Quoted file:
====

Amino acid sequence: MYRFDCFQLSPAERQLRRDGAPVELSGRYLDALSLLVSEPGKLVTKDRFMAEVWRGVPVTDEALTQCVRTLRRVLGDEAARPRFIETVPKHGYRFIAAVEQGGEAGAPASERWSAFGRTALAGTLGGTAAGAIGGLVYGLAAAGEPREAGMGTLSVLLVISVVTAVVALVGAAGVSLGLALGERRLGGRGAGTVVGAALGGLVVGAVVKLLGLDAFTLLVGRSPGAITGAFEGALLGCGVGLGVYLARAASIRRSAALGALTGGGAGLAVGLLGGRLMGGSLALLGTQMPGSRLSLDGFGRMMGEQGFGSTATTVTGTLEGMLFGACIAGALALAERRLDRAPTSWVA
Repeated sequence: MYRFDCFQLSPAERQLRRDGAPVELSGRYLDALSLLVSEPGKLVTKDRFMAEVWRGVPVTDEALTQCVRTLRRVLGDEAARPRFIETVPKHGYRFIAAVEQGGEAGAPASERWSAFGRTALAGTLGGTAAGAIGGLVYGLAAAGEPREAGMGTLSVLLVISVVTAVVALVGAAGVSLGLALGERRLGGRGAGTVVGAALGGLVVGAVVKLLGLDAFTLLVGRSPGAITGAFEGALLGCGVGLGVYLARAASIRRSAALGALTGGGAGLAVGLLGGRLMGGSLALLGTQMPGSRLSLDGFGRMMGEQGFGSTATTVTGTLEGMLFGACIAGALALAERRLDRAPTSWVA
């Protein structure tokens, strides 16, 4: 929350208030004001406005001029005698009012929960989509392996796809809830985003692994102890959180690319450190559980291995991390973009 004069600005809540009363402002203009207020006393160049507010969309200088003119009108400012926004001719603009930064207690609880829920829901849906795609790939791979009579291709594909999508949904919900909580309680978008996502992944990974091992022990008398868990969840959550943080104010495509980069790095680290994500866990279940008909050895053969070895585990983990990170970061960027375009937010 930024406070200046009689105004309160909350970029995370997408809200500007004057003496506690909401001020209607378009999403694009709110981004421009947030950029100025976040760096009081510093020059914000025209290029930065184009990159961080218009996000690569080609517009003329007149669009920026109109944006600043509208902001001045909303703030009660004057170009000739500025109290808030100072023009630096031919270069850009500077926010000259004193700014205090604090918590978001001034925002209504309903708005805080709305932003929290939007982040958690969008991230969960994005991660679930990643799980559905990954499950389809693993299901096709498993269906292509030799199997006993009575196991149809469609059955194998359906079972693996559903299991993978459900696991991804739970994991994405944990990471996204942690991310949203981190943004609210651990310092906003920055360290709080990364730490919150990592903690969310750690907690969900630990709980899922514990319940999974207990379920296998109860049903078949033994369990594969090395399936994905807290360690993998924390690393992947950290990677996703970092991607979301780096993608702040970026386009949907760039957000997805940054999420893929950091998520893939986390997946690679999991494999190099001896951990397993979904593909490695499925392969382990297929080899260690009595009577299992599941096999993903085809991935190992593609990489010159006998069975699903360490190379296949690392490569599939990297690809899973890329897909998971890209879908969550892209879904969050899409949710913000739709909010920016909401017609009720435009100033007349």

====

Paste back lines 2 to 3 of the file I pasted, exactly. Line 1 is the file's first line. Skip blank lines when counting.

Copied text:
Repeated sequence: MYRFDCFQLSPAERQLRRDGAPVELSGRYLDALSLLVSEPGKLVTKDRFMAEVWRGVPVTDEALTQCVRTLRRVLGDEAARPRFIETVPKHGYRFIAAVEQGGEAGAPASERWSAFGRTALAGTLGGTAAGAIGGLVYGLAAAGEPREAGMGTLSVLLVISVVTAVVALVGAAGVSLGLALGERRLGGRGAGTVVGAALGGLVVGAVVKLLGLDAFTLLVGRSPGAITGAFEGALLGCGVGLGVYLARAASIRRSAALGALTGGGAGLAVGLLGGRLMGGSLALLGTQMPGSRLSLDGFGRMMGEQGFGSTATTVTGTLEGMLFGACIAGALALAERRLDRAPTSWVA
């Protein structure tokens, strides 16, 4: 929350208030004001406005001029005698009012929960989509392996796809809830985003692994102890959180690319450190559980291995991390973009 004069600005809540009363402002203009207020006393160049507010969309200088003119009108400012926004001719603009930064207690609880829920829901849906795609790939791979009579291709594909999508949904919900909580309680978008996502992944990974091992022990008398868990969840959550943080104010495509980069790095680290994500866990279940008909050895053969070895585990983990990170970061960027375009937010 930024406070200046009689105004309160909350970029995370997408809200500007004057003496506690909401001020209607378009999403694009709110981004421009947030950029100025976040760096009081510093020059914000025209290029930065184009990159961080218009996000690569080609517009003329007149669009920026109109944006600043509208902001001045909303703030009660004057170009000739500025109290808030100072023009630096031919270069850009500077926010000259004193700014205090604090918590978001001034925002209504309903708005805080709305932003929290939007982040958690969008991230969960994005991660679930990643799980559905990954499950389809693993299901096709498993269906292509030799199997006993009575196991149809469609059955194998359906079972693996559903299991993978459900696991991804739970994991994405944990990471996204942690991310949203981190943004609210651990310092906003920055360290709080990364730490919150990592903690969310750690907690969900630990709980899922514990319940999974207990379920296998109860049903078949033994369990594969090395399936994905807290360690993998924390690393992947950290990677996703970092991607979301780096993608702040970026386009949907760039957000997805940054999420893929950091998520893939986390997946690679999991494999190099001896951990397993979904593909490695499925392969382990297929080899260690009595009577299992599941096999993903085809991935190992593609990489010159006998069975699903360490190379296949690392490569599939990297690809899973890329897909998971890209879908969550892209879904969050899409949710913000739709909010920016909401017609009720435009100033007349």